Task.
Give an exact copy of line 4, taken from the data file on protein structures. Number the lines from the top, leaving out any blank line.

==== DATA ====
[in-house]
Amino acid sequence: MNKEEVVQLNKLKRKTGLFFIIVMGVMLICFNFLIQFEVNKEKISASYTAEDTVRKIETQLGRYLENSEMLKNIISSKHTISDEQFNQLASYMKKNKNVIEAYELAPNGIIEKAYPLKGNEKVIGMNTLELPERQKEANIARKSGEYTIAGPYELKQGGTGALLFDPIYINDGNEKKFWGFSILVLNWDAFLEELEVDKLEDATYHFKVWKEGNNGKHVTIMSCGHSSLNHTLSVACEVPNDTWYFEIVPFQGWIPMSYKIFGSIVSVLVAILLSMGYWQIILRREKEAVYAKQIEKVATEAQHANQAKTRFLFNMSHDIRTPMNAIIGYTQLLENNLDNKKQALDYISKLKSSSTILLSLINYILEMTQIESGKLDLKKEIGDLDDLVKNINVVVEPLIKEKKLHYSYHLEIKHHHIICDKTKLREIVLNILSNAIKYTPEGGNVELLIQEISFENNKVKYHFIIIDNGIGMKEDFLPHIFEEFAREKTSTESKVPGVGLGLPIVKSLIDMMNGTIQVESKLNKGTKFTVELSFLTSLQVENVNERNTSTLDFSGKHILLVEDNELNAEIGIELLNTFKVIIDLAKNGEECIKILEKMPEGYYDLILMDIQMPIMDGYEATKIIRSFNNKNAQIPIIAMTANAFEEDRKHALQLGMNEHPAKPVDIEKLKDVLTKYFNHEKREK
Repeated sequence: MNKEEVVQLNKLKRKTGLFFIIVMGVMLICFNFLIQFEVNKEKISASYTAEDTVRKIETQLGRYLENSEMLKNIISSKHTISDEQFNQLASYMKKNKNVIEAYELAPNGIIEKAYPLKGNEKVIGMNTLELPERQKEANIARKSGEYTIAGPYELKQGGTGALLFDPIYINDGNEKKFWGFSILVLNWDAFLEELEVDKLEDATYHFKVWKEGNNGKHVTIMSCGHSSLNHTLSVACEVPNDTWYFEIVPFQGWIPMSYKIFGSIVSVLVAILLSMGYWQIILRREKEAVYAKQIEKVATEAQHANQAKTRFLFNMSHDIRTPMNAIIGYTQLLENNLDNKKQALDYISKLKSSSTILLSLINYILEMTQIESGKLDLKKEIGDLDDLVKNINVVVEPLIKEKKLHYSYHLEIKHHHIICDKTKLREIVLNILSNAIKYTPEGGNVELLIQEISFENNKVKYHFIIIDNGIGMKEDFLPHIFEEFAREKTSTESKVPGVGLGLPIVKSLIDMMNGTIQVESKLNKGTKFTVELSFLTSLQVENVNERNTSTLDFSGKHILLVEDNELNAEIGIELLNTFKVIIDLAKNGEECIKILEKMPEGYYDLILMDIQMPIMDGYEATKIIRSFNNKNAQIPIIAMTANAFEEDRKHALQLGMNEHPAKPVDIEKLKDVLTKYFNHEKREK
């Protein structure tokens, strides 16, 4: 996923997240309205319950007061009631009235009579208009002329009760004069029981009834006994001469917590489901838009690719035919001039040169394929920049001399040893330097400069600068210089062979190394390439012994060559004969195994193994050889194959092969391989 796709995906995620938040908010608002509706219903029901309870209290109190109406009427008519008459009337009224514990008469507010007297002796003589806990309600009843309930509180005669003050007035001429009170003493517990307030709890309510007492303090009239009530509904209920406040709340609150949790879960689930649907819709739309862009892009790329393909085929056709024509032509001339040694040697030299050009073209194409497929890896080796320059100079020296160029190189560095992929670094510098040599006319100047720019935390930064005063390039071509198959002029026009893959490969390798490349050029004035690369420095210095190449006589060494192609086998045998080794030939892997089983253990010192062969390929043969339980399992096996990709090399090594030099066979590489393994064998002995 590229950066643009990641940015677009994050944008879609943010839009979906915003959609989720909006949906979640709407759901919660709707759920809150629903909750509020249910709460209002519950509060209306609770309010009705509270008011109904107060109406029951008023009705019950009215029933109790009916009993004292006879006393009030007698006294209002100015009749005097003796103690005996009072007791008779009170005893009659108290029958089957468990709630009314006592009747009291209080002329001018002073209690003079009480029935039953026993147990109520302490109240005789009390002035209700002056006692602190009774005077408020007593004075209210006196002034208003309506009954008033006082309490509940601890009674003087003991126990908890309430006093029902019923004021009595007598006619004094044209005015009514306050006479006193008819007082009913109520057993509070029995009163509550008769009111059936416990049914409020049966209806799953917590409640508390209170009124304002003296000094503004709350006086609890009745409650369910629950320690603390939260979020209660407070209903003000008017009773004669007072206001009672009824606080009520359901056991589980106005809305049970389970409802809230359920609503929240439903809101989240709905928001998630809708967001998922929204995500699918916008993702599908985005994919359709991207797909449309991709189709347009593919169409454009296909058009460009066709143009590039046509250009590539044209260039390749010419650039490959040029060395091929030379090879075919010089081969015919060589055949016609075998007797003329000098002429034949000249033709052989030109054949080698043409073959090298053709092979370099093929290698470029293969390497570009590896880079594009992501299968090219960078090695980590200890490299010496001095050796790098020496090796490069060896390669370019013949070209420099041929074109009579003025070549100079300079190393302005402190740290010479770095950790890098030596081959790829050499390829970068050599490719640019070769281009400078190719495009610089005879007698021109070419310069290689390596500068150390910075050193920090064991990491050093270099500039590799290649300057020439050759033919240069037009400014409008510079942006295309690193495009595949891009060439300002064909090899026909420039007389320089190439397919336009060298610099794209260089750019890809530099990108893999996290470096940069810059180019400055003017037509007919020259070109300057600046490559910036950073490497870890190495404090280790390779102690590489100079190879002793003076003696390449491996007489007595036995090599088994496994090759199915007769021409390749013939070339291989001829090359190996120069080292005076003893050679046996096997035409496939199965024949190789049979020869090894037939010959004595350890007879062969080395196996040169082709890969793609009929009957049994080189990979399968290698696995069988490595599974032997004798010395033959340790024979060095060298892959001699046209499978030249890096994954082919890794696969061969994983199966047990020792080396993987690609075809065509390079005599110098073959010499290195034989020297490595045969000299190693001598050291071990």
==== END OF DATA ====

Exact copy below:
């Protein structure tokens, strides 16, 4: 996923997240309205319950007061009631009235009579208009002329009760004069029981009834006994001469917590489901838009690719035919001039040169394929920049001399040893330097400069600068210089062979190394390439012994060559004969195994193994050889194959092969391989 796709995906995620938040908010608002509706219903029901309870209290109190109406009427008519008459009337009224514990008469507010007297002796003589806990309600009843309930509180005669003050007035001429009170003493517990307030709890309510007492303090009239009530509904209920406040709340609150949790879960689930649907819709739309862009892009790329393909085929056709024509032509001339040694040697030299050009073209194409497929890896080796320059100079020296160029190189560095992929670094510098040599006319100047720019935390930064005063390039071509198959002029026009893959490969390798490349050029004035690369420095210095190449006589060494192609086998045998080794030939892997089983253990010192062969390929043969339980399992096996990709090399090594030099066979590489393994064998002995 590229950066643009990641940015677009994050944008879609943010839009979906915003959609989720909006949906979640709407759901919660709707759920809150629903909750509020249910709460209002519950509060209306609770309010009705509270008011109904107060109406029951008023009705019950009215029933109790009916009993004292006879006393009030007698006294209002100015009749005097003796103690005996009072007791008779009170005893009659108290029958089957468990709630009314006592009747009291209080002329001018002073209690003079009480029935039953026993147990109520302490109240005789009390002035209700002056006692602190009774005077408020007593004075209210006196002034208003309506009954008033006082309490509940601890009674003087003991126990908890309430006093029902019923004021009595007598006619004094044209005015009514306050006479006193008819007082009913109520057993509070029995009163509550008769009111059936416990049914409020049966209806799953917590409640508390209170009124304002003296000094503004709350006086609890009745409650369910629950320690603390939260979020209660407070209903003000008017009773004669007072206001009672009824606080009520359901056991589980106005809305049970389970409802809230359920609503929240439903809101989240709905928001998630809708967001998922929204995500699918916008993702599908985005994919359709991207797909449309991709189709347009593919169409454009296909058009460009066709143009590039046509250009590539044209260039390749010419650039490959040029060395091929030379090879075919010089081969015919060589055949016609075998007797003329000098002429034949000249033709052989030109054949080698043409073959090298053709092979370099093929290698470029293969390497570009590896880079594009992501299968090219960078090695980590200890490299010496001095050796790098020496090796490069060896390669370019013949070209420099041929074109009579003025070549100079300079190393302005402190740290010479770095950790890098030596081959790829050499390829970068050599490719640019070769281009400078190719495009610089005879007698021109070419310069290689390596500068150390910075050193920090064991990491050093270099500039590799290649300057020439050759033919240069037009400014409008510079942006295309690193495009595949891009060439300002064909090899026909420039007389320089190439397919336009060298610099794209260089750019890809530099990108893999996290470096940069810059180019400055003017037509007919020259070109300057600046490559910036950073490497870890190495404090280790390779102690590489100079190879002793003076003696390449491996007489007595036995090599088994496994090759199915007769021409390749013939070339291989001829090359190996120069080292005076003893050679046996096997035409496939199965024949190789049979020869090894037939010959004595350890007879062969080395196996040169082709890969793609009929009957049994080189990979399968290698696995069988490595599974032997004798010395033959340790024979060095060298892959001699046209499978030249890096994954082919890794696969061969994983199966047990020792080396993987690609075809065509390079005599110098073959010499290195034989020297490595045969000299190693001598050291071990």